Paramenides makes a distinction between the Two Ways of Knowledge. The first is the Way of Opinion, which is made by use of the sense, which can be decided (as when we see the stick in water as bent when it is really straight). The other is the Way of Truth, this kind of knowledge is reached by reason (understanding that when we that light is refracted by water).
     Zeno makes a proof of Paramenides's ideas in the form of an unsolvable paradox: "Being (as opposed to Nothing or Not-being) can be spoken of and can be object of thought. That which can be spoken of and can be thought of can be, i.e., can have being. But, if it can be, then it must be, and it is. For if it could be and were not then it would be nothing. But "nothing" cannot be the object of thought or speech, since to think or speak about nothing is not to think or speak at all. Besides, if it only could be then it could never come to be for it would have to come out of nothing, yet from nothing comes nothing. Therefor, if it is then it is, if it is not then it cannot be. It simply is. And It is Being. "Being" is the only reality. "Becoming" (change, coming to be and passing away) cannot be and is simply an illusion. Illusions are the result of the Way of Opinion, and are not seeing things as they really are by the Way of Truth. Again, if something is to "come into being" then it must come either out of being or out of not-being(nothing). But if it comes out of being then it already is. And if it comes out of not-being then not-being must be something or a thing could not come out of it (or else not-being would be being with is contradictory). Being, therefor, cannot come out of being or out of not-being. It (Being) never "came into being" but simply is, always was, and always will be. Being is uncreated, indestructible, indivisible, complete, and without end. Being simply is. There is nothing else. All else is illusion. 
     The other philosopher of this school is Zeno. Zeno was a student and defender of Parmenides. He created many paradoxs showing how Pluralism (reality made-up of units), space, and movement is impossible. All of this was to prove the ideas of Paramenides ideas were correct.

Metaphysical Pluralist
     Empedocles agrees with Parmenides that ultimate reality is unchanging, but also realizes that change is a fact that cannot be denied. Empedocles's reconciliation involved two principles: 1: objects as wholes do not change, but do come to be and pass away. 2: objects are composed of particles which do not change and are indestructible. Primary substances do not change, though they may mingle at different times in different ways to form different things. The unchanging elements are earth, air, fire and water. The world is cyclical, or circular in its phases. In the primary phase, "Love" is the governing principle and all the elements are mixed together to form concrete things as we know them. "Hate" however is "round about the sphere" and when it penetrates the sphere the process of separation is begun. Hate reigns supreme when all the elements are separated and in isolation. Love, drive out of the sphere, rebuilds it's strength and begins to rejoin the elements in harmony. This cycle is forever repeated. Love and Hate are material forces, and both are presently at work in the world as we know it, as we are now about half way toward sepaearion.  The soul is material and lives forever, but in different forms at different times.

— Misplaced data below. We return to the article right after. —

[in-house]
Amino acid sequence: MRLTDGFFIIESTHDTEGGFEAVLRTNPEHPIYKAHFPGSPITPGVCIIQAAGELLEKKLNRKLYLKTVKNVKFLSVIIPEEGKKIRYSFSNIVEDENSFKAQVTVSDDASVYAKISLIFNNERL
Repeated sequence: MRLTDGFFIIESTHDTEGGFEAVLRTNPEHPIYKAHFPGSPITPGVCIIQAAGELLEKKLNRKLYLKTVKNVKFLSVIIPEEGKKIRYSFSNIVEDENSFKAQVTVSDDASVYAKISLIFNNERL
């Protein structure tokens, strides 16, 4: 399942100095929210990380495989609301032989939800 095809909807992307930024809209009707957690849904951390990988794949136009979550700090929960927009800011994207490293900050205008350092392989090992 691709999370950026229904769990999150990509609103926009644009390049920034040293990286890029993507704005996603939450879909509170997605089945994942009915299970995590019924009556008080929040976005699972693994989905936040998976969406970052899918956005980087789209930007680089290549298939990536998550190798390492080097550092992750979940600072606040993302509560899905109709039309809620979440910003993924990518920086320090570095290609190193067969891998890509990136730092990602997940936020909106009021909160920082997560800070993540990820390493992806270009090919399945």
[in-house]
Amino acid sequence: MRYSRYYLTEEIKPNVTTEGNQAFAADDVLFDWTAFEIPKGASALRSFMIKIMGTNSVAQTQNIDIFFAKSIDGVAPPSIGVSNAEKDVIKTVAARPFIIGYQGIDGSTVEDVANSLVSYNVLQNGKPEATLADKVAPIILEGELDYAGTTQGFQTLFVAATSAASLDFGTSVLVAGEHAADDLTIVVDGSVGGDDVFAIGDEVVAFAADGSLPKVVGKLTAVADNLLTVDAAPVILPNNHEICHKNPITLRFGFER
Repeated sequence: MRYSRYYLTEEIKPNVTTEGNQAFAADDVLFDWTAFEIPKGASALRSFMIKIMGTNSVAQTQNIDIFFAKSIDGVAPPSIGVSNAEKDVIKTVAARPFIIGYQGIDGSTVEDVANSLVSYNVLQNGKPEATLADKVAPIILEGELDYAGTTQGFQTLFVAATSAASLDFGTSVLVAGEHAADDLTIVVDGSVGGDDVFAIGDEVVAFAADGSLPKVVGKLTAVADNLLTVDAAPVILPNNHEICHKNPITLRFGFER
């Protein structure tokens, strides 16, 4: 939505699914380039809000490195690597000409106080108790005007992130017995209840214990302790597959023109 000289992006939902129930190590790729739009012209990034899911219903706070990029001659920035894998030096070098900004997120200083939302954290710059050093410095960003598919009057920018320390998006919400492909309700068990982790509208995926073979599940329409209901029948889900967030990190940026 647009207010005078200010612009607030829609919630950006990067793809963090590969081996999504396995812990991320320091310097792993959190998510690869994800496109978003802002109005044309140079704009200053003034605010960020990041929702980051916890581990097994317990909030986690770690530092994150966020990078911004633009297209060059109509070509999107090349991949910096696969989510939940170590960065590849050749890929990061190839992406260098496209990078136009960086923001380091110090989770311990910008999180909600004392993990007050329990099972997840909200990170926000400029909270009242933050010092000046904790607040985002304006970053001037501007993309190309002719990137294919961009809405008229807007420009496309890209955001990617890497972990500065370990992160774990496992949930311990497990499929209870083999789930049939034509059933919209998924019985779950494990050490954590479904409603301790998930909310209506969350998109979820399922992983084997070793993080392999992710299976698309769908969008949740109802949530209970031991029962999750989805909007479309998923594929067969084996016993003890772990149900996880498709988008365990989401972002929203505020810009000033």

The Atomist logically developed from Empedocles, but without the mythological forces of love and hate. Rather the elements are an infinite number of particles or indivisible units called "atoms." These particles are too small to be perceived. They differ in size and shape, though they have no qualities other that size and shape and solidity and impenetrability. No outside forces are needed. The atoms and their movement are self-subsufficient. Thus, the atoms are Parmenidean, while the things come by collisions are Heraclitean.

The Sophist (meaning false knowledge. The same as in Sophomore: false wisdom)
     The Sophist of Ancient Greece de-evolved into the lawyers of today. They tought, for a price, that you could not know anything and how to argue a case. In fact a young man made a deal with one of the Sophist who said he could teach people how to always win an argument, "If you teach me and I win my first case, you will get all the money I earn from that case." The Sophist feeling confident made the young man his student. After his education was completed, the young man said he would never take a case and the old Sophist took him to court and end up in a paradox. If the Sophist won then the young man would lose the first case and not owe the Sophist anything. If the young man won then the judge would say the young man owned nothing. This is the logic in which Sophist worked and made money with.
     There were two great teachers among the Sophists. Protagoras who said, "Man is the measure of all."  This meant that truth depends on man's point of view. The other was Gorgeous who said, "We can't understand anything and if we could we couldn't communicate it any why." These two great men made the way for lawyers the gain the power they have today.

Socrates - 399 B.C.
     Socrates was known by the Sophist as the gadfly. The reason for this is that he went around showing the Sophist to be idiots. Socrates invented a way to find truth, espelly ethical truth. This process, called the Socratic Method or Socratic dialectic, followed the pattern of Greek Tragedy. 

1: The Birth of the idea(hero)
2: Struggle of the idea(hero) with reason(conflict)
3: Death of the idea(hero)
4: Rebirth of the idea(hero)

The process was repeated until the idea was not destroyed by reason. When this happened, Socrates knew it was true. This inductive method was used by Socrates to find universal definitions in ethics.
     Socrates was put to death by the Sophist for teaching the young people his method and say the Sophists were wrong. He was arrested on the charge of corrupting the youth, and imprisoned with an unlocked cell (they hoped he would go into exile so they could discredit him). At the dawn of the next day he was given a cup with poison in it, he drank it, and died.

Copyright 1999-2001, John L. Kelly. All Rights Reserved.